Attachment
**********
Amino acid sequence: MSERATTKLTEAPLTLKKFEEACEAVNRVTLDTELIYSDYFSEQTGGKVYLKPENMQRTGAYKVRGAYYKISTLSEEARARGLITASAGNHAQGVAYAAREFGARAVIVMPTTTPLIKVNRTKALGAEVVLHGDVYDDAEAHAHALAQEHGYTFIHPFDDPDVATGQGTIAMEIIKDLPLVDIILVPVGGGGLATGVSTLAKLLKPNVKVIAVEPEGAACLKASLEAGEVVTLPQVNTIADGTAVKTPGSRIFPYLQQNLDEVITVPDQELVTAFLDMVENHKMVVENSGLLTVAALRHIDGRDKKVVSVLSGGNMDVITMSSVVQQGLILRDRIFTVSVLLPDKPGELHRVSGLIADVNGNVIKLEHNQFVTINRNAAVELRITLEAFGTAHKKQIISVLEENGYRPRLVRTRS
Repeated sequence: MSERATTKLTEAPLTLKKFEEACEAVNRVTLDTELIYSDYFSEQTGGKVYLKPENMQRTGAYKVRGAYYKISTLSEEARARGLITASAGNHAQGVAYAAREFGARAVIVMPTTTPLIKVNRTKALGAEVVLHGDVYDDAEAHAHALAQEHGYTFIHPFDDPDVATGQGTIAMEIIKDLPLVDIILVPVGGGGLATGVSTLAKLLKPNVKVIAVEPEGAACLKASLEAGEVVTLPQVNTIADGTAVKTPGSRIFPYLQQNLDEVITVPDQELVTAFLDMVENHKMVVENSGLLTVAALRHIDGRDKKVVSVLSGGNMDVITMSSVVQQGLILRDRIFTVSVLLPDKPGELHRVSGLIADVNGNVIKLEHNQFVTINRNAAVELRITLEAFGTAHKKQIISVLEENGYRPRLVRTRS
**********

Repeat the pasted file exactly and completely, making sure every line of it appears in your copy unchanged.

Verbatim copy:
Amino acid sequence: MSERATTKLTEAPLTLKKFEEACEAVNRVTLDTELIYSDYFSEQTGGKVYLKPENMQRTGAYKVRGAYYKISTLSEEARARGLITASAGNHAQGVAYAAREFGARAVIVMPTTTPLIKVNRTKALGAEVVLHGDVYDDAEAHAHALAQEHGYTFIHPFDDPDVATGQGTIAMEIIKDLPLVDIILVPVGGGGLATGVSTLAKLLKPNVKVIAVEPEGAACLKASLEAGEVVTLPQVNTIADGTAVKTPGSRIFPYLQQNLDEVITVPDQELVTAFLDMVENHKMVVENSGLLTVAALRHIDGRDKKVVSVLSGGNMDVITMSSVVQQGLILRDRIFTVSVLLPDKPGELHRVSGLIADVNGNVIKLEHNQFVTINRNAAVELRITLEAFGTAHKKQIISVLEENGYRPRLVRTRS
Repeated sequence: MSERATTKLTEAPLTLKKFEEACEAVNRVTLDTELIYSDYFSEQTGGKVYLKPENMQRTGAYKVRGAYYKISTLSEEARARGLITASAGNHAQGVAYAAREFGARAVIVMPTTTPLIKVNRTKALGAEVVLHGDVYDDAEAHAHALAQEHGYTFIHPFDDPDVATGQGTIAMEIIKDLPLVDIILVPVGGGGLATGVSTLAKLLKPNVKVIAVEPEGAACLKASLEAGEVVTLPQVNTIADGTAVKTPGSRIFPYLQQNLDEVITVPDQELVTAFLDMVENHKMVVENSGLLTVAALRHIDGRDKKVVSVLSGGNMDVITMSSVVQQGLILRDRIFTVSVLLPDKPGELHRVSGLIADVNGNVIKLEHNQFVTINRNAAVELRITLEAFGTAHKKQIISVLEENGYRPRLVRTRS